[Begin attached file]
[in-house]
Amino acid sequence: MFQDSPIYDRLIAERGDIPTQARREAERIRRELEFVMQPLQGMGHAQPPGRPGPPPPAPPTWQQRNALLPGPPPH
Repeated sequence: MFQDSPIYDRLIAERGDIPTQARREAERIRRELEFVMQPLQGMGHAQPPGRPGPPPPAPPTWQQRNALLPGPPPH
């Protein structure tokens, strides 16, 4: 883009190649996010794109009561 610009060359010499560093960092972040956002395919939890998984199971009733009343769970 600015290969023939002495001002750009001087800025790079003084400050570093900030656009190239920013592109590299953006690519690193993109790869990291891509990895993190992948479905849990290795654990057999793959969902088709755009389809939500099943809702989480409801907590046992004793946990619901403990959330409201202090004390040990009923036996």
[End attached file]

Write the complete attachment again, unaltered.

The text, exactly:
[in-house]
Amino acid sequence: MFQDSPIYDRLIAERGDIPTQARREAERIRRELEFVMQPLQGMGHAQPPGRPGPPPPAPPTWQQRNALLPGPPPH
Repeated sequence: MFQDSPIYDRLIAERGDIPTQARREAERIRRELEFVMQPLQGMGHAQPPGRPGPPPPAPPTWQQRNALLPGPPPH
């Protein structure tokens, strides 16, 4: 883009190649996010794109009561 610009060359010499560093960092972040956002395919939890998984199971009733009343769970 600015290969023939002495001002750009001087800025790079003084400050570093900030656009190239920013592109590299953006690519690193993109790869990291891509990895993190992948479905849990290795654990057999793959969902088709755009389809939500099943809702989480409801907590046992004793946990619901403990959330409201202090004390040990009923036996």